|US6545228||Aug 27, 2001||Apr 8, 2003||Seiko Epson Corporation||Semiconductor device with a plurality of stacked boards and method of making|
|US6560109||Sep 7, 2001||May 6, 2003||Irvine Sensors Corporation||Stack of multilayer modules with heat-focusing metal layer|
|US6611052||Nov 16, 2001||Aug 26, 2003||Micron Technology, Inc.||Wafer level stackable semiconductor package|
|US6627984||Jul 24, 2001||Sep 30, 2003||Dense-Pac Microsystems, Inc.||Chip stack with differing chip package types|
|US6650013||Aug 30, 2001||Nov 18, 2003||Micron Technology, Inc.||Method of manufacturing wire bonded microelectronic device assemblies|
|US6674161||Oct 3, 2000||Jan 6, 2004||Rambus Inc.||Semiconductor stacked die devices|
|US6706971||May 10, 2002||Mar 16, 2004||Irvine Sensors Corporation||Stackable microcircuit layer formed from a plastic encapsulated microcircuit|
|US6710246||Aug 2, 2002||Mar 23, 2004||National Semiconductor Corporation||Apparatus and method of manufacturing a stackable package for a semiconductor device|
|US6716672||Jan 30, 2001||Apr 6, 2004||3D Plus||Three dimensional interconnection method and electronic device obtained by same|
|US6784547||Nov 21, 2002||Aug 31, 2004||Irvine Sensors Corporation||Stackable layers containing encapsulated integrated circuit chips with one or more overlying interconnect layers|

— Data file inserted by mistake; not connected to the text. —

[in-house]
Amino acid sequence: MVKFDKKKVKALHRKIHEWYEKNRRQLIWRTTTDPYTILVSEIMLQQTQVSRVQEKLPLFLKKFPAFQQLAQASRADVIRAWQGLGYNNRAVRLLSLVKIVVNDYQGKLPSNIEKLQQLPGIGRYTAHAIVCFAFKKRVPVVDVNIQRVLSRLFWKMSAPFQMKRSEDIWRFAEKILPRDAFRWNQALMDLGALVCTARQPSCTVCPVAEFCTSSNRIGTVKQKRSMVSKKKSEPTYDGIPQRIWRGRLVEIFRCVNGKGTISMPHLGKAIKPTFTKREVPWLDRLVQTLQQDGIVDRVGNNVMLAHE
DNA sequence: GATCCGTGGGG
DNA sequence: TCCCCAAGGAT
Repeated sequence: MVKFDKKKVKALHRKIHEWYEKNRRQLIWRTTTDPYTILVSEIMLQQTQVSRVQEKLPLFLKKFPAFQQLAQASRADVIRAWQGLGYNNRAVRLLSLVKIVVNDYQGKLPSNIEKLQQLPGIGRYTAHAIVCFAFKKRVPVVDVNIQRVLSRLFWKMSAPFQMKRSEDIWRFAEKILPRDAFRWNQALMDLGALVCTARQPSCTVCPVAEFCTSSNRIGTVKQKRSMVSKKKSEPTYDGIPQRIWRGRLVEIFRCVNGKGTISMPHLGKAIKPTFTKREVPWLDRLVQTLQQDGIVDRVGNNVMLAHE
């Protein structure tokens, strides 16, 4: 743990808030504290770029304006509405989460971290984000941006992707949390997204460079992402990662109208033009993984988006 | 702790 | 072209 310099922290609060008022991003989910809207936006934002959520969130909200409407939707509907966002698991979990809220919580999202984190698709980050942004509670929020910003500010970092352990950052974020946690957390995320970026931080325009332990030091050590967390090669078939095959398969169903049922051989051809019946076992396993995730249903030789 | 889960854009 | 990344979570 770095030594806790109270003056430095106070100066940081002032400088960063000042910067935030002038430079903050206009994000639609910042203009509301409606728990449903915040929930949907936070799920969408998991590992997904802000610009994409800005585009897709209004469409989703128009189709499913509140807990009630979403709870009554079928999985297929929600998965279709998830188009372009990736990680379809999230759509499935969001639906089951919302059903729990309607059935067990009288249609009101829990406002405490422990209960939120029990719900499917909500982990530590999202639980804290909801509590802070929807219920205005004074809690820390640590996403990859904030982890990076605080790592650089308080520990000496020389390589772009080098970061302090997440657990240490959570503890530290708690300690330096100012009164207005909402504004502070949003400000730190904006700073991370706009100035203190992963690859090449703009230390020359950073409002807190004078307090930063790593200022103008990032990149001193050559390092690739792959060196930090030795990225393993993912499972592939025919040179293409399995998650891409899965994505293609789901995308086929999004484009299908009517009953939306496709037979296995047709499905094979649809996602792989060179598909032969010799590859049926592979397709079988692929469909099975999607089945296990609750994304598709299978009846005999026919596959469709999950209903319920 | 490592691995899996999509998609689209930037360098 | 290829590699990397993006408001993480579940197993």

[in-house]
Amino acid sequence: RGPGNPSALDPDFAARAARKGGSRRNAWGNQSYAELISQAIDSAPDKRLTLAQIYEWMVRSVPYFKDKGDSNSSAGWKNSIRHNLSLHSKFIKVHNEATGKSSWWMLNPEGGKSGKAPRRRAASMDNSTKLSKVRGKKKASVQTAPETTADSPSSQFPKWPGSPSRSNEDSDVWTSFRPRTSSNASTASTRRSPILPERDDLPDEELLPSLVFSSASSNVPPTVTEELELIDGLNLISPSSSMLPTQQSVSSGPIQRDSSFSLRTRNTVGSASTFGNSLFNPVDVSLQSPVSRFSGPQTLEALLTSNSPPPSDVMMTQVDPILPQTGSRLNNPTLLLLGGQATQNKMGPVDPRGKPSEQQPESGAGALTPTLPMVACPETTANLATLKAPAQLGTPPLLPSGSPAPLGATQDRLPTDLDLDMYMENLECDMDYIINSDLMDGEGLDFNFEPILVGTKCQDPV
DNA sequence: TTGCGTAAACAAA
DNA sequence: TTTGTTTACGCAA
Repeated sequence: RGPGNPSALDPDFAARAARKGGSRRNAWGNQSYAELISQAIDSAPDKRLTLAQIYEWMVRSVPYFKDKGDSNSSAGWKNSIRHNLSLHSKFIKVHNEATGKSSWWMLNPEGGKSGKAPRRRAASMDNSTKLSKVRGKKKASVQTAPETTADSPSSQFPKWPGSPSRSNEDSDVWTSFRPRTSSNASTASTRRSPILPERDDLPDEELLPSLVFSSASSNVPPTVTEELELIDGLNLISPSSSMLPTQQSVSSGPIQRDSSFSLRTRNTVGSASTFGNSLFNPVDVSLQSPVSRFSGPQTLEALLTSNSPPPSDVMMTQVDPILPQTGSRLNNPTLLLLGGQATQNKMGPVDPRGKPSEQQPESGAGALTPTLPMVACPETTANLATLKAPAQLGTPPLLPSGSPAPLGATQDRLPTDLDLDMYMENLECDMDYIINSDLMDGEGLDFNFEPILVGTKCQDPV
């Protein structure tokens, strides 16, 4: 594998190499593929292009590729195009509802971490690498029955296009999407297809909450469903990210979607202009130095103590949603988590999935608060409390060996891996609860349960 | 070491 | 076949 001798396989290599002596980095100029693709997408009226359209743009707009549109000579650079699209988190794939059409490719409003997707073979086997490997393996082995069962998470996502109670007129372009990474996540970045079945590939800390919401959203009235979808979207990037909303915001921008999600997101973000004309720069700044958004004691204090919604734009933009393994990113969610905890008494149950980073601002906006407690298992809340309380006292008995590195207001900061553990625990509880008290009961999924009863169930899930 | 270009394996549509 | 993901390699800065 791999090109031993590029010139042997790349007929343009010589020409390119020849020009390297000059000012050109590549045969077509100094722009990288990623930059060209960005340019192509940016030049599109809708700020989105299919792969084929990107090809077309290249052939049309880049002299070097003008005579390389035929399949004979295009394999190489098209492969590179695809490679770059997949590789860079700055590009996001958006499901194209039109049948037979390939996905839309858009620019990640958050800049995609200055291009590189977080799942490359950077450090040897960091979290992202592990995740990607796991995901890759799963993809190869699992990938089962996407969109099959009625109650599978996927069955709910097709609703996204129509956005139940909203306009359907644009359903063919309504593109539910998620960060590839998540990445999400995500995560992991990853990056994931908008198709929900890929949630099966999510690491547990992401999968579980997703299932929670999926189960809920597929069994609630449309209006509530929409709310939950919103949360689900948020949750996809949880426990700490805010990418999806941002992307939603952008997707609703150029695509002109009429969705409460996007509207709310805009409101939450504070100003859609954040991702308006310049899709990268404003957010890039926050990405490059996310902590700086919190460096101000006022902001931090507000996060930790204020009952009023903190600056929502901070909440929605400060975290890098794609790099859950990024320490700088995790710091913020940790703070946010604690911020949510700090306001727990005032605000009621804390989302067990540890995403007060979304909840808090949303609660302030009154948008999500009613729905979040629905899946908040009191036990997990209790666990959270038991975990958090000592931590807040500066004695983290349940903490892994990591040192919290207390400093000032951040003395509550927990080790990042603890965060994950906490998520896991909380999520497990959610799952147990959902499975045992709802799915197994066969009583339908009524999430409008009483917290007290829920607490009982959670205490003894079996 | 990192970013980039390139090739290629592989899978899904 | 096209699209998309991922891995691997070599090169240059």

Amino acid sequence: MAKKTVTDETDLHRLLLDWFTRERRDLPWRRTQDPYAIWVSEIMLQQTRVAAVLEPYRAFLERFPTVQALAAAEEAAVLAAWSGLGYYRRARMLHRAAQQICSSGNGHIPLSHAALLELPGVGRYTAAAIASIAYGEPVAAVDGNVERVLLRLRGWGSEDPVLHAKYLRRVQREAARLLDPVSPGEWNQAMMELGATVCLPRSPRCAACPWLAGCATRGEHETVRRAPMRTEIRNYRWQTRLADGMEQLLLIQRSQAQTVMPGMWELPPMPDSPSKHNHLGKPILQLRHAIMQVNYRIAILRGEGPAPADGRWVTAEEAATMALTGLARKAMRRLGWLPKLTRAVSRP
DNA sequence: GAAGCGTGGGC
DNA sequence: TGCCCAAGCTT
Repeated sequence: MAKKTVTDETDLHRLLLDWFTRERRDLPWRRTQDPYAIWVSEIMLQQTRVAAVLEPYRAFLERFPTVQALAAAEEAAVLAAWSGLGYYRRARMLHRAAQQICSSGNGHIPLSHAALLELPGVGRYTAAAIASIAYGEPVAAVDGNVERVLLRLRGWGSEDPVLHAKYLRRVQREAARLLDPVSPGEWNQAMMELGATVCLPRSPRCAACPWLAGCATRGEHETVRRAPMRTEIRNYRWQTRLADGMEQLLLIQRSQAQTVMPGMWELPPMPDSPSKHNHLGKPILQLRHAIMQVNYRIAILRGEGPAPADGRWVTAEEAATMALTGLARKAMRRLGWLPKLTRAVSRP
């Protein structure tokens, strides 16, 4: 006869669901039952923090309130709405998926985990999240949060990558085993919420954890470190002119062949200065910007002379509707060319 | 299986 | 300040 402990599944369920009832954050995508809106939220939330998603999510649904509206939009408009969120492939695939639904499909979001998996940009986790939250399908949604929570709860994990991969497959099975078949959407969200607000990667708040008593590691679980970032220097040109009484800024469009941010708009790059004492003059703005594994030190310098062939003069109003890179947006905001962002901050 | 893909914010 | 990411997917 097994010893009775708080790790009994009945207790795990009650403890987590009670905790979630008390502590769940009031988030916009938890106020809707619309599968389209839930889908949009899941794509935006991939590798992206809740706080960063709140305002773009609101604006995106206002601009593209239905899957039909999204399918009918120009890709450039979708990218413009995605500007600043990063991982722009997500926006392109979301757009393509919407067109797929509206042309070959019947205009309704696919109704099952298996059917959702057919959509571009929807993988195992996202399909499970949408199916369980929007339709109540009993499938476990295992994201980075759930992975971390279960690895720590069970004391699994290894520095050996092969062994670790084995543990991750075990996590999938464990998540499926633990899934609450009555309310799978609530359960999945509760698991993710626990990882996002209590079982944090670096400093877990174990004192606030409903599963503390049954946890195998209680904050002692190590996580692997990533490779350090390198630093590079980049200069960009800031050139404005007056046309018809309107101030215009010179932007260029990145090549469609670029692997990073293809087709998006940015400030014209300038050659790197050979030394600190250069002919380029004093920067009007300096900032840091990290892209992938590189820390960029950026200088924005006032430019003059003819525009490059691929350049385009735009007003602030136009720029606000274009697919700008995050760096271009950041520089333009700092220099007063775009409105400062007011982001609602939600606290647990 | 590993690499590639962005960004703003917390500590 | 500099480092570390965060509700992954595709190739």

|US6806559||Apr 22, 2002||Oct 19, 2004||Irvine Sensors Corporation||Method and apparatus for connecting vertically stacked integrated circuit chips|
|US6809367||Dec 12, 2000||Oct 26, 2004||3D Plus||Device for interconnecting, in three dimensions, electronic components|
|US20010000053||Dec 4, 2000||Mar 22, 2001||Suh Hee Joong||Chip stack-type semiconductor package and method for fabricating the same|
|US20010023980||Dec 19, 2000||Sep 27, 2001||Jun Ohmori||Stacked semiconductor device and semiconductor system|
|US20020066952||Apr 30, 2001||Jun 6, 2002||Fujitsu Limited||Semiconductor device having an interconnecting post formed on an interposer within a sealing resin|
|US20020084520||Feb 6, 2002||Jul 4, 2002||Moden Walter L.||Low profile multi-IC chip package connector|
|US20020096760||Jan 24, 2001||Jul 25, 2002||Gregory Simelgor||Side access layer for semiconductor chip or stack thereof|
|US20020164838||Jun 5, 2001||Nov 7, 2002||Moon Ow Chee||Flexible ball grid array chip scale packages and methods of fabrication|
|US20030042595||Aug 29, 2001||Mar 6, 2003||Canella Robert L.||Substrate with contact array and substrate assemblies|
|US20030059976||Mar 12, 2002||Mar 27, 2003||Nathan Richard J.||Integrated package and methods for making same|
|US20040099942||Jan 13, 2003||May 27, 2004||Samsung Electro-Mechanics Co., Ltd.||Ceramic multilayer substrate and method for manufacturing the same|